Formatting in FAT32 in Windows Vista

Today I was looking for a how to format a disk in FAT32 in Windows Vista and came across this simple tip. You can simply open the run command and type the following there:

format [drive letter]: /FS:FAT32

So if the drive you want to format is drive E: you simply type in format E: /FS:FAT32. This will open a new window where you’ll be asked to confirm the operation. After that all you need to do is wait a little.

If you don’t have a lot of time to wait you can also add the /q command to do a quick format.

Using shared personal folders among Vista and Ubuntu – Fixing the permissions problem

Since about a week or so I’ve been running Ubuntu and Windows Vista in dual boot. I’ve had Windows Vista for a longer time already and after trying Ubuntu from the LiveCD I decided it was time to install it for real. When doing this stuff you really need to plan how you’re going to use your available hard disk space. What I wanted to achieve was to be able to access all my personal files from both Ubuntu as well as Vista. By personal files I mean the files that are stored in Documents, Music, Videos, Pictures, etcetera. Both Vista and Ubuntu have these folders built in.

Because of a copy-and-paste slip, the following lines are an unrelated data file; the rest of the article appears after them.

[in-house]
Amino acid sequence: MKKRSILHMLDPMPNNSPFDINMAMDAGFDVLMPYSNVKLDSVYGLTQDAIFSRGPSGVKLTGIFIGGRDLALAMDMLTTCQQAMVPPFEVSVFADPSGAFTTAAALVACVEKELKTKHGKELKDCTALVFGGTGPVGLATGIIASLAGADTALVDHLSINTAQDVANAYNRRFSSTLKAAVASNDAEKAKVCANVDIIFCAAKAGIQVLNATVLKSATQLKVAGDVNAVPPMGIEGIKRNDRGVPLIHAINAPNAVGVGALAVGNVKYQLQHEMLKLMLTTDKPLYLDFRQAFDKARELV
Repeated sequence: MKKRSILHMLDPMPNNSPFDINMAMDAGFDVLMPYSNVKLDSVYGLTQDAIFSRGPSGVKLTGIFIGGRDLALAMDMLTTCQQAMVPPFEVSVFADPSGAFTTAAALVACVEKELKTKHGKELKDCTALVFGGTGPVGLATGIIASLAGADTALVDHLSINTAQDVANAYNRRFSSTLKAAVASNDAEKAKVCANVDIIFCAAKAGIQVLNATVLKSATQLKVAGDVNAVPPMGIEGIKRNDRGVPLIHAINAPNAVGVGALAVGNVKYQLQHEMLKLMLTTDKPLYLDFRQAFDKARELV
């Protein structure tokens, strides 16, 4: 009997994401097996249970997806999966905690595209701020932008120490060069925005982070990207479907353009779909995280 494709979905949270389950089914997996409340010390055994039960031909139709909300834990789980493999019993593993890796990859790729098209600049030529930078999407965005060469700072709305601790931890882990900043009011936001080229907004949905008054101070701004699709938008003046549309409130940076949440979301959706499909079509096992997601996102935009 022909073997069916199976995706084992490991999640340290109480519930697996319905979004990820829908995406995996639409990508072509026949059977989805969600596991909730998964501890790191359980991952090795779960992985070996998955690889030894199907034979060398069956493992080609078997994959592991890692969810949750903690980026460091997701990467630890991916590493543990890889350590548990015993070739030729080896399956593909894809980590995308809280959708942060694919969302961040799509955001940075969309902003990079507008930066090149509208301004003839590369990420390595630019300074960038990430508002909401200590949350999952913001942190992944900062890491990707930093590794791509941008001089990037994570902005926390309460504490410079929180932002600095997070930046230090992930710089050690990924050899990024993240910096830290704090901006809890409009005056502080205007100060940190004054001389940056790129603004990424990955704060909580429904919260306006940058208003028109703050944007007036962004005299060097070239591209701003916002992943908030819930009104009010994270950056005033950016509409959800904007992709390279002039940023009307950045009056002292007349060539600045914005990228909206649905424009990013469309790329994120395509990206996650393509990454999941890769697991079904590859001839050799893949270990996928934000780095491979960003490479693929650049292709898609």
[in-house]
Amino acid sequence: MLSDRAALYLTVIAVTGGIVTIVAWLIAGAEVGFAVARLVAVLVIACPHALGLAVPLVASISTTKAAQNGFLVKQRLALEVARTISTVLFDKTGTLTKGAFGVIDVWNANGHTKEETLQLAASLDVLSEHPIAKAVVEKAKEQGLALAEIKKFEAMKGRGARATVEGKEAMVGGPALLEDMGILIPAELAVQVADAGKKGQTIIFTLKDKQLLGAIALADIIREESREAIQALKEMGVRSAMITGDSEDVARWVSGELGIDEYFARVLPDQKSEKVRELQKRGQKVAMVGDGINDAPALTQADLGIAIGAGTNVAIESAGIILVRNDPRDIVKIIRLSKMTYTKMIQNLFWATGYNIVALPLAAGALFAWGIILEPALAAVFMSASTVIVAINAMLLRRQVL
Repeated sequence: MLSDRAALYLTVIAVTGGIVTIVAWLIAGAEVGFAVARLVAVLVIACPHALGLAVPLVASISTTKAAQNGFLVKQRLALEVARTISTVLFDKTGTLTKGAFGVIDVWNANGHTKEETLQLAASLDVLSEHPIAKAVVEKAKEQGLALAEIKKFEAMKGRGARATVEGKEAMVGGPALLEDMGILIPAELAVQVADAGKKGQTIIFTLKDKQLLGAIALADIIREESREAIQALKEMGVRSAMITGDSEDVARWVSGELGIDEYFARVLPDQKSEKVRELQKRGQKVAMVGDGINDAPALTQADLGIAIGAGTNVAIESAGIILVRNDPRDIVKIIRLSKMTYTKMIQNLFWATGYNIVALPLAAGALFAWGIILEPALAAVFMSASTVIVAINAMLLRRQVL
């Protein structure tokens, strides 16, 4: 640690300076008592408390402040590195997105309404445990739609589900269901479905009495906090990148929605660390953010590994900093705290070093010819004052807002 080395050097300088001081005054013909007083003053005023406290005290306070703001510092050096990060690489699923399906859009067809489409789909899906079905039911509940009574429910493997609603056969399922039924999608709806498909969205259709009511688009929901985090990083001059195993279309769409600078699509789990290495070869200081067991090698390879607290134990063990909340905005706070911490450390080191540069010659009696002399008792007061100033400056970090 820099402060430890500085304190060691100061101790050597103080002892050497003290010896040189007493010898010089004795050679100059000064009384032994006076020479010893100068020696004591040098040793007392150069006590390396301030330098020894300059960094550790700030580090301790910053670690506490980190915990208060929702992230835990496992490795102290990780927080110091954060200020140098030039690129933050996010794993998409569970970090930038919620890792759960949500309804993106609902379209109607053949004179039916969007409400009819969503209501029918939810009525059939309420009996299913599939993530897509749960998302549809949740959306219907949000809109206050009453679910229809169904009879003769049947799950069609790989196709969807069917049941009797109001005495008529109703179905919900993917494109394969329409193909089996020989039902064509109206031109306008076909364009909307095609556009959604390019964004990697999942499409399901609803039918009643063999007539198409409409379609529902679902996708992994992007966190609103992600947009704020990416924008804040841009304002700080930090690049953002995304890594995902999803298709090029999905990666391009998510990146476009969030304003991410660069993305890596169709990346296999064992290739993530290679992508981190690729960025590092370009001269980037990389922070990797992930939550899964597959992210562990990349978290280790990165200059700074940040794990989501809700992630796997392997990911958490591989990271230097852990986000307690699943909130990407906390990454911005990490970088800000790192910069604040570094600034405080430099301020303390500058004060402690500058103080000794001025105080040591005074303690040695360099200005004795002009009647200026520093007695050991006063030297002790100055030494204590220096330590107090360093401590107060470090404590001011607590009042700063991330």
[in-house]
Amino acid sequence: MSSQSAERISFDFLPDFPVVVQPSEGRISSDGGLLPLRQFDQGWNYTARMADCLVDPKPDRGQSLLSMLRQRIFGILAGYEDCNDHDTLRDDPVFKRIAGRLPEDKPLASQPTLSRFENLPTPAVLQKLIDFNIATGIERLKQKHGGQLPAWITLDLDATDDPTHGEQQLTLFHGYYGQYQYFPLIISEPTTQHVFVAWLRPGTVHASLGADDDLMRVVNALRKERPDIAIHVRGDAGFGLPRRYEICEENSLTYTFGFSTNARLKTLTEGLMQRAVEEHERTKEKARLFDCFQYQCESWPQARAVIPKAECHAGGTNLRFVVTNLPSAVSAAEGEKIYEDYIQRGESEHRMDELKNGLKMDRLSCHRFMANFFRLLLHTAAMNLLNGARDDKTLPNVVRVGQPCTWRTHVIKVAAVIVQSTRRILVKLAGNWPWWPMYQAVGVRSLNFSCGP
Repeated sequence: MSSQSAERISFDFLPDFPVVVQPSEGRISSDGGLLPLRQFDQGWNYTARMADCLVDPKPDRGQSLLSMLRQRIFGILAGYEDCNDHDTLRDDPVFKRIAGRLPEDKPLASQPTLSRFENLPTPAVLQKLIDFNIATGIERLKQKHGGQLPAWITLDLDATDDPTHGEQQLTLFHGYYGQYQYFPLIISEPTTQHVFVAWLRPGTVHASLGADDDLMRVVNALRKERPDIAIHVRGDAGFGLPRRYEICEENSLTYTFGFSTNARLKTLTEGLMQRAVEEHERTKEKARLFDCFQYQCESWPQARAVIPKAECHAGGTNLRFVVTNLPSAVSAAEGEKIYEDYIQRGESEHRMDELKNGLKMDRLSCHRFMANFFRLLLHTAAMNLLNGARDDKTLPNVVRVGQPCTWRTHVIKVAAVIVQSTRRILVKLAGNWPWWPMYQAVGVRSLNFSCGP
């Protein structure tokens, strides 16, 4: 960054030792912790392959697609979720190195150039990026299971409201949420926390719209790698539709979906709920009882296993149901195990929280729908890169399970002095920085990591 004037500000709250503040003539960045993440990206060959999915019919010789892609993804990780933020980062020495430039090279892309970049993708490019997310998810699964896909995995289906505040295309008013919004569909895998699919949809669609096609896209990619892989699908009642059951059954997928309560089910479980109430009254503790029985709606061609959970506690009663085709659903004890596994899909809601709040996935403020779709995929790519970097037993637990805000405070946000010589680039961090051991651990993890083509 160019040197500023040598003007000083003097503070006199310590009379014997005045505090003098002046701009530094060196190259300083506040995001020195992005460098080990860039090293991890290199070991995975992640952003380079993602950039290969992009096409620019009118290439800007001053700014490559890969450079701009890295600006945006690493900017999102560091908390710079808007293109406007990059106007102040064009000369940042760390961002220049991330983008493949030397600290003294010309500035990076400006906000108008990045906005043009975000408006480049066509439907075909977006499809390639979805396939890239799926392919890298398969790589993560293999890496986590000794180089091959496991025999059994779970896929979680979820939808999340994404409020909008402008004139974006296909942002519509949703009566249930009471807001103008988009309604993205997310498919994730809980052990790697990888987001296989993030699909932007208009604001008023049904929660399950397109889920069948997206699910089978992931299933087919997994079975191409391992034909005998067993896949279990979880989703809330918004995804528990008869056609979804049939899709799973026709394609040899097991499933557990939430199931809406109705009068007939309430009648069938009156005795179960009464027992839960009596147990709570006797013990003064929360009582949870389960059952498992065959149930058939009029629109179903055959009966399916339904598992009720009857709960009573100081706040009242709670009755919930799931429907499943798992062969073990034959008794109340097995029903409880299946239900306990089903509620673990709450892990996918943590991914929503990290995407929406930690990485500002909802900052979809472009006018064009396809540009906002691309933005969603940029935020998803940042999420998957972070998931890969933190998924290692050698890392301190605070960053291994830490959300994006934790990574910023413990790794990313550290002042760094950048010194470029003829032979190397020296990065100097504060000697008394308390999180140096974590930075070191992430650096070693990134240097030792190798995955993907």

I decided to create a FAT32 partition to hold these personal folders. I knew I could then change the location of the personal folders in Vista to this FAT32 partition and create symbolic links to these folders in Ubuntu. This way it looks like you’re just browsing your Documents folder while you’re actually on the Documents folder on the FAT32 partition. This all seemed to work out great. I had my personal folders in my ‘/home’ folder on Ubuntu and in Vista I could reach them via Username -> Documents.